The crisis this time was the novel coronavirus pandemic — killing thousands and paralyzing economies across Europe — but the battle lines that emerged between EU leaders were hauntingly familiar: North vs. South in an angry fight over debt.
During the videoconference, Conte, facing the worst outbreak, insisted on a giant recovery initiative anchored by joint debt, a concept strongly endorsed by Spanish Prime Minister Pedro Sánchez and at least six others. But other leaders, including Merkel at that point, rejected the idea as something out of a fiscal fantasyland.
Indeed, Merkel seemed to accuse colleagues of conjuring debt obligations for German taxpayers. In remarks to reporters, Merkel referred to “some member states who have imagined or are imagining corona bonds.” Austrian Chancellor Sebastian Kurz and Dutch Prime Minister Mark Rutte also voiced firm opposition.
The video summit, intended to showcase EU unity, dragged on three hours longer than expected. After the meeting, Portuguese Prime Minister António Costa called comments by the Dutch finance minister “repugnant.”
The anger stemmed in large part from lingering resentment over the handling of the eurozone debt crisis, and the still palpable fury in some Southern countries over the harsh austerity measures that were imposed as conditions for help.
But some of the key supporters of the budget-and-recovery package say the memories of the debt crisis proved extremely useful. The lessons from the last time around made the ultimate solution — a recovery initiative tied to the EU budget — the obvious answer within the small circle of technocrat-wizards who built Next Generation EU.
It was “a no-brainer,” several said.
Revenge of the budget wonks
Convincing national leaders of that obviousness, however, would prove no small trick.
To avoid a complete breakdown during the miserable March 26 videoconference, Council President Charles Michel, a former Belgian prime minister, turned to an age-old trick: He stalled for time.
Michel negotiated changes to his written conclusions that seemed to leave all options on the table, including, crucially, a joint debt program. He also convinced heads of state and government to task eurozone finance ministers with the responsibility of drawing up further recovery initiatives.
Leaders set a two-week deadline, and on April 9 the Eurogroup met late into the night and finally approved an initial package of measures, including expedited access to credit through the ESM — at no cost to EU countries — for expenses directly tied to the health crisis. They also approved a Commission-proposed mechanism to support national unemployment insurance schemes.
Inside the Berlaymont throughout March, there had been a growing realization that nothing would return to normal and that the proposals already in the works by the Eurogroup would not be sufficient. “It was becoming clear that the economic damage would be unprecedented,” one senior Commission official said.
A small group of top advisers had begun meeting several times per week to brainstorm an economic response, and kept at it even as the building emptied out and all but essential staff worked from home.
Included in these confidential talks, often led by von der Leyen herself, were her Cabinet chief Bjoern Seibert, who arrived with the president-elect from Berlin last summer. Also present was von der Leyen’s French deputy head of Cabinet Stéphanie Riso, who may be best-known in the Brussels bubble for her work on the Brexit task force, but is also a veteran of the financial crisis and a budget wonk, having served as head of the MFF unit at the directorate-general for the budget.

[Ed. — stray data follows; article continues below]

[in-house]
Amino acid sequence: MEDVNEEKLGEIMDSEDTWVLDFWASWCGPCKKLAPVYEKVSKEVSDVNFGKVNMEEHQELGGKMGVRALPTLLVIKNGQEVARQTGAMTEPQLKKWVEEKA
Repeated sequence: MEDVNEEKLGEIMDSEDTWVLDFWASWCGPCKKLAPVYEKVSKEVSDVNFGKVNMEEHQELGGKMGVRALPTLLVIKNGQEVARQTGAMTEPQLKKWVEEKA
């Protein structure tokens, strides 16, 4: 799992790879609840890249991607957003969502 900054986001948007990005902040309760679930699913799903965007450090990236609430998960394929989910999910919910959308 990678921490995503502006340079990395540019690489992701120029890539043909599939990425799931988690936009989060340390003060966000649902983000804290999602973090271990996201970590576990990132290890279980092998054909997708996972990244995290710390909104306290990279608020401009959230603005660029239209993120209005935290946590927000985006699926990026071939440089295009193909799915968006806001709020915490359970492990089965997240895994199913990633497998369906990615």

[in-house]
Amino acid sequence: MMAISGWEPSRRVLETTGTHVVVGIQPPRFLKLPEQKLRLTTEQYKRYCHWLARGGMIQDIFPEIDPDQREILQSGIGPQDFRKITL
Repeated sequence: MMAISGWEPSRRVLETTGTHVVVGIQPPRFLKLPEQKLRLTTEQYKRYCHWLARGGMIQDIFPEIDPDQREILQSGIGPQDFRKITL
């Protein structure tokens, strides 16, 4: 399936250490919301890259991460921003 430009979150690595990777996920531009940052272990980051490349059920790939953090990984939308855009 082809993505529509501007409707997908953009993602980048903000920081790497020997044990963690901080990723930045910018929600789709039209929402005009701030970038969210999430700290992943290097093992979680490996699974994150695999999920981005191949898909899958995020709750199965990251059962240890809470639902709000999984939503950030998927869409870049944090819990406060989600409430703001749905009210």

DG Budget chief Gert-Jan Koopman — a Dutch former senior Commission competition official — also attended the sessions, as did Commission Secretary-General Ilze Juhansone — who has experience with MFF negotiations from her days as Latvia’s ambassador to the EU. Others involved in the confidential talks were Maarten Verwey, the Dutch head of DG ECFIN, and Jean-Paul Keppenne, head of the Commission’s legal service.
By mid-March, the group had their three options on the table.
The idea of a temporary war budget was quickly rejected, due to concerns that such a deep crisis would require long-term investment.
The second option to create a standalone fund — outside of the EU budget — was trickier to argue against, as it had the backing of Paris.
The third option was to revive negotiations on the MFF and reinforce it with extra funds.
Veteran Commission officials, especially those scarred by the eurozone debt crisis, quickly viewed the French proposal as highly problematic, knowing it would be incredibly difficult and time-consuming to create and agree on the structure and governance of a new funding facility from scratch.
With the death toll rising and member states sniping at each other, the Commission needed a silver bullet — an option that would be credible in all capitals and could be implemented quickly.
While the circumstances of the pandemic seemed other-worldly, the budget wonks pointed out that the MFF was in fact designed to do extraordinary things under the most ordinary of circumstances — to allow the EU27 countries to pool financial resources, to set and to execute common political and policy goals, and exercise oversight over it all.
“I am convinced that there is only one instrument that can deliver this magnitude of tasks behind the recovery, and that is the European budget clearly linked to the recovery fund,” von der Leyen said after a videoconference of EU leaders in April. “The budget is time-tested,” she said. “Everybody knows it. It is trusted by all member states and it is per se designed for investment, for cohesion and convergence.”